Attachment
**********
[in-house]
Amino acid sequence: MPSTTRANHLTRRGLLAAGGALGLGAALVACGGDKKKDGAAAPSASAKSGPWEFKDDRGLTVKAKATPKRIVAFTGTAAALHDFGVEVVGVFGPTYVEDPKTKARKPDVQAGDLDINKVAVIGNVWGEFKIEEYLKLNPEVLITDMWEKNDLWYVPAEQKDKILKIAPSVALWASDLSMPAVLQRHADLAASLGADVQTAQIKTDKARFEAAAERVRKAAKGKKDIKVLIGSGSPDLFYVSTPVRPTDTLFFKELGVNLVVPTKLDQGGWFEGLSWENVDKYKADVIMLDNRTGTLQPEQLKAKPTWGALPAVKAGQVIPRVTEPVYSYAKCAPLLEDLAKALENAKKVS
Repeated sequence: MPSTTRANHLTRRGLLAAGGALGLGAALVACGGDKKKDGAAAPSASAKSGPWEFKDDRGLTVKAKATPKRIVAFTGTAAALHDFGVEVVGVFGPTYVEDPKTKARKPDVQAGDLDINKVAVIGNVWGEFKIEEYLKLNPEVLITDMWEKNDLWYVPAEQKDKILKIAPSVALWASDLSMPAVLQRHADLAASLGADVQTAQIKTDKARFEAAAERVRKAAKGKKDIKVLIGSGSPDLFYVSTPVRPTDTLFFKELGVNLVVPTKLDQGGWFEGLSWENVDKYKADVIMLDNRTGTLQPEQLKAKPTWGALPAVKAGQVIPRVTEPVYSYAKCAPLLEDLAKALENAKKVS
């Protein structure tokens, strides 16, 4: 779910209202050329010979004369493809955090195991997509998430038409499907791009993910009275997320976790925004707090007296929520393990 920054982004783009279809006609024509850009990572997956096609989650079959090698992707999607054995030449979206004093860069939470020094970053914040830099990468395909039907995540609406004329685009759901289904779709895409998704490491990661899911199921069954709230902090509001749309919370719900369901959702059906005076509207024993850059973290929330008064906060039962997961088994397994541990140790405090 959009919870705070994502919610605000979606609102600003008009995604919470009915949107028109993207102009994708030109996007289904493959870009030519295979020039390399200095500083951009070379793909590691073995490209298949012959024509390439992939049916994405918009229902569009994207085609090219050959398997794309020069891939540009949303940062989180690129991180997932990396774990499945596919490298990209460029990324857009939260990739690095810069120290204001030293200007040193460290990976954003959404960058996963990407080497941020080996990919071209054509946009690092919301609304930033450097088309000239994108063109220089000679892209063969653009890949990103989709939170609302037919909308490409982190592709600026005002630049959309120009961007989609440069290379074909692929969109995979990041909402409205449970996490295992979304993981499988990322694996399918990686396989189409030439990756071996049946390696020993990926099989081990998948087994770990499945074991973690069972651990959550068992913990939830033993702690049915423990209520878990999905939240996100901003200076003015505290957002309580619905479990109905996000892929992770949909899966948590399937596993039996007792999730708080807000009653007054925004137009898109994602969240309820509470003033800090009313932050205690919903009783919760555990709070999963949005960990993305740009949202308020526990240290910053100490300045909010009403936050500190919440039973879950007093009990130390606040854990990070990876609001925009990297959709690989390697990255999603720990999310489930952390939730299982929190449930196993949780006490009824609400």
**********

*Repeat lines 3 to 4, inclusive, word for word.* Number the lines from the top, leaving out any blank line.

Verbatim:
Repeated sequence: MPSTTRANHLTRRGLLAAGGALGLGAALVACGGDKKKDGAAAPSASAKSGPWEFKDDRGLTVKAKATPKRIVAFTGTAAALHDFGVEVVGVFGPTYVEDPKTKARKPDVQAGDLDINKVAVIGNVWGEFKIEEYLKLNPEVLITDMWEKNDLWYVPAEQKDKILKIAPSVALWASDLSMPAVLQRHADLAASLGADVQTAQIKTDKARFEAAAERVRKAAKGKKDIKVLIGSGSPDLFYVSTPVRPTDTLFFKELGVNLVVPTKLDQGGWFEGLSWENVDKYKADVIMLDNRTGTLQPEQLKAKPTWGALPAVKAGQVIPRVTEPVYSYAKCAPLLEDLAKALENAKKVS
């Protein structure tokens, strides 16, 4: 779910209202050329010979004369493809955090195991997509998430038409499907791009993910009275997320976790925004707090007296929520393990 920054982004783009279809006609024509850009990572997956096609989650079959090698992707999607054995030449979206004093860069939470020094970053914040830099990468395909039907995540609406004329685009759901289904779709895409998704490491990661899911199921069954709230902090509001749309919370719900369901959702059906005076509207024993850059973290929330008064906060039962997961088994397994541990140790405090 959009919870705070994502919610605000979606609102600003008009995604919470009915949107028109993207102009994708030109996007289904493959870009030519295979020039390399200095500083951009070379793909590691073995490209298949012959024509390439992939049916994405918009229902569009994207085609090219050959398997794309020069891939540009949303940062989180690129991180997932990396774990499945596919490298990209460029990324857009939260990739690095810069120290204001030293200007040193460290990976954003959404960058996963990407080497941020080996990919071209054509946009690092919301609304930033450097088309000239994108063109220089000679892209063969653009890949990103989709939170609302037919909308490409982190592709600026005002630049959309120009961007989609440069290379074909692929969109995979990041909402409205449970996490295992979304993981499988990322694996399918990686396989189409030439990756071996049946390696020993990926099989081990998948087994770990499945074991973690069972651990959550068992913990939830033993702690049915423990209520878990999905939240996100901003200076003015505290957002309580619905479990109905996000892929992770949909899966948590399937596993039996007792999730708080807000009653007054925004137009898109994602969240309820509470003033800090009313932050205690919903009783919760555990709070999963949005960990993305740009949202308020526990240290910053100490300045909010009403936050500190919440039973879950007093009990130390606040854990990070990876609001925009990297959709690989390697990255999603720990999310489930952390939730299982929190449930196993949780006490009824609400």